Saturday, February 20, 2016

"Farewell to Umberto Eco, the Man Who Knew Everything"

Umberto Eco at Simonopetra in 1988

Katerina Houzouri
February 20, 2016

"Addio a Umberto Eco, l’uomo che sapeva tutto." This is today's title of La Repubblica (, which is translated as "Farewell to Umberto Eco, the Man Who Knew Everything". The internationally renowned Italian writer and philosopher Umberto Eco, who lived with his wife and two children, died yesterday in Milan. He was born in Alessandria in the province of Piedmont, in 1932.

University Career

He was Professor of Semiotics at the University of Bologna since 1975, and since 1988 president of the International Research Center for Semiotics at the University of San Marino.


In the 1970s, he began writing his novels. The Name of the Rose won the Strega Prize in 1981 and the Médicis Etranger in 1982, selling millions of copies worldwide. Other works of his that were publishing successes: Foucault's Pendulum, The Island of the Day Before, Baudolino, Inventing the Enemy, Number Zero, and others. In Greece, the books are published by the publishers Γνώση, Μαλλιάρη, Ελληνικά Γράμματα and Ψυχογιό.

Umberto Eco knew five languages, including ancient Greek and Latin, and had won many honors.

At Simonopetra in 1988

From his last statements...

Umberto Eco was a philosopher, political, and sensitive to the major social issues of the time, on which he did not hesitate to take a clear and unequivocal position. Such as his views of the jihadists and Islamic State, but also migration.

"It doesn't seem right to talk generically about 'Muslims', just as it would not have been correct to judge Christianity on the bases of methods used by Cesare Borgia," he said in an interview with the Corriere della Sera daily, following the deadly terrorist attack against Charlie Hebdo in France, in January 2015. "But we certainly can talk about Isis, which is a new form of Nazism, with its extermination methods and its apocalyptic desire to take over the world. What is certain is that it has changed the mode of war. There's a war going on and we're in it up to our necks. It's like when I was small and lived my days with the risk of bombs which could arrive from one moment to the next," said Eco, who was evacuated during the war to a village in northern Italy. "With this type of terrorism, the situation is exactly what we lived through during the war. Back then I wrote that until we found a new balance, a lot of blood would be spilled." ... "Thirty years ago, I wrote an article for La Repubblica in which I said that we were no longer facing an emigration as Italians going to America or Switzerland, but in a global migration, which is much bigger in space and time. Even then I wrote that until it came to a new equilibrium, a lot of blood would be shed. Western civilization, which has or has not the strength to sustain itself, is facing a massive migration, as happened centuries ago to Ancient Rome."1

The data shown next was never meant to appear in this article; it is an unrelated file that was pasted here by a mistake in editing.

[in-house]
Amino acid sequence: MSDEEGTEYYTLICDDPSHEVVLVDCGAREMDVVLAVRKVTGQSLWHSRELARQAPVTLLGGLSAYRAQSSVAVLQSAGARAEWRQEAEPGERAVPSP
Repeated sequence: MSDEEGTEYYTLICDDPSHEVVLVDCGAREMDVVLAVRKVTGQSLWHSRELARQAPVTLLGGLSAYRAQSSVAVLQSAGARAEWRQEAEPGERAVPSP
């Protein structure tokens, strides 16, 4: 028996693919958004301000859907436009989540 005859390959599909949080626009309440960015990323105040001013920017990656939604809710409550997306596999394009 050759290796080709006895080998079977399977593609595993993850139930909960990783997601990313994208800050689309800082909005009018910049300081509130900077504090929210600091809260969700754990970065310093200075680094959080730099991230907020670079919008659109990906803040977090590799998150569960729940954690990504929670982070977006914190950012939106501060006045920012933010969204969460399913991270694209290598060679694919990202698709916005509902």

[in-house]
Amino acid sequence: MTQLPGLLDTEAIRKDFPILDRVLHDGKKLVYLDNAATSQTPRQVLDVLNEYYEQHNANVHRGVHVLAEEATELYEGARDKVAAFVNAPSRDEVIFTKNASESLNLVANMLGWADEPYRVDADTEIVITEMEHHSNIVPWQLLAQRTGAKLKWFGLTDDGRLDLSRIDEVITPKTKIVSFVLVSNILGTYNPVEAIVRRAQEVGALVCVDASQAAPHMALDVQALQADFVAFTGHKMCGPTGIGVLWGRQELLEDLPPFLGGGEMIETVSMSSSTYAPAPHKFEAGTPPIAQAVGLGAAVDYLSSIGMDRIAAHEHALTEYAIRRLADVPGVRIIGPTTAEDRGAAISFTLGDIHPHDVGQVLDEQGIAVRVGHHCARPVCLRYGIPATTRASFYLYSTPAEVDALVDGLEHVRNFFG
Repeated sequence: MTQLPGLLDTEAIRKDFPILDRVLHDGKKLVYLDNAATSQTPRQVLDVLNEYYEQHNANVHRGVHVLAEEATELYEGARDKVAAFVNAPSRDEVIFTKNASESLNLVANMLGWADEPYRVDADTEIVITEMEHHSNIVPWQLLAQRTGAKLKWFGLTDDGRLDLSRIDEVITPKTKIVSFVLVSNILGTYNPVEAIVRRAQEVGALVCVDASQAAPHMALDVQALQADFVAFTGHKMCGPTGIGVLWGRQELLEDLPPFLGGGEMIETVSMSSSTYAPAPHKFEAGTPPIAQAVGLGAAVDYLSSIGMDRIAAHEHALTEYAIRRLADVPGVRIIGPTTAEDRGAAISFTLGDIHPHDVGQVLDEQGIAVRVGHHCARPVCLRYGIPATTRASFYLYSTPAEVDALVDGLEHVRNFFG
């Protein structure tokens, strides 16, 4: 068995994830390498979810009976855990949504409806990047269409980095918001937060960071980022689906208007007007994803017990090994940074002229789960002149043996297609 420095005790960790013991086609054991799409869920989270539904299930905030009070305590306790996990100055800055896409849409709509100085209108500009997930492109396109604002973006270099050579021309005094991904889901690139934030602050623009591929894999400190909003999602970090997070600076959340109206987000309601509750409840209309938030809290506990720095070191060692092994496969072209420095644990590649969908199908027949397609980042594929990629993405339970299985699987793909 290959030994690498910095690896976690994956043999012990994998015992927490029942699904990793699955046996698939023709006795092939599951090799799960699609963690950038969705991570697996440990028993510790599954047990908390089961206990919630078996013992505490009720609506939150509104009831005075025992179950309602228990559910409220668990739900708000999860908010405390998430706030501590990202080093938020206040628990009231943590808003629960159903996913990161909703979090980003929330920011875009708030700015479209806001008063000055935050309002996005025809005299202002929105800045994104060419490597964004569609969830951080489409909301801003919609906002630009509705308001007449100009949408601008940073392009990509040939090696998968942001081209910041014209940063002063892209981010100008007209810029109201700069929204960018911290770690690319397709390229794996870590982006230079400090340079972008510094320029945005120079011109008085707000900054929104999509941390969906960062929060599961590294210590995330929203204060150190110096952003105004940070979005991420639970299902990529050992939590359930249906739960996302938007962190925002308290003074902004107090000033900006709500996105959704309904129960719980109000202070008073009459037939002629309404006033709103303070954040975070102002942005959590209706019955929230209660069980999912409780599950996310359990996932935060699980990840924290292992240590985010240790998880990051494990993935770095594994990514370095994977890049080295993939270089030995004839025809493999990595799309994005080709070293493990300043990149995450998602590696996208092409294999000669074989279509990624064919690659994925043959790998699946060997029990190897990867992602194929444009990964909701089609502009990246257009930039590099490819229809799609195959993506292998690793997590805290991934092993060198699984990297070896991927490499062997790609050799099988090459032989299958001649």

Honorary Doctorate from the University of Athens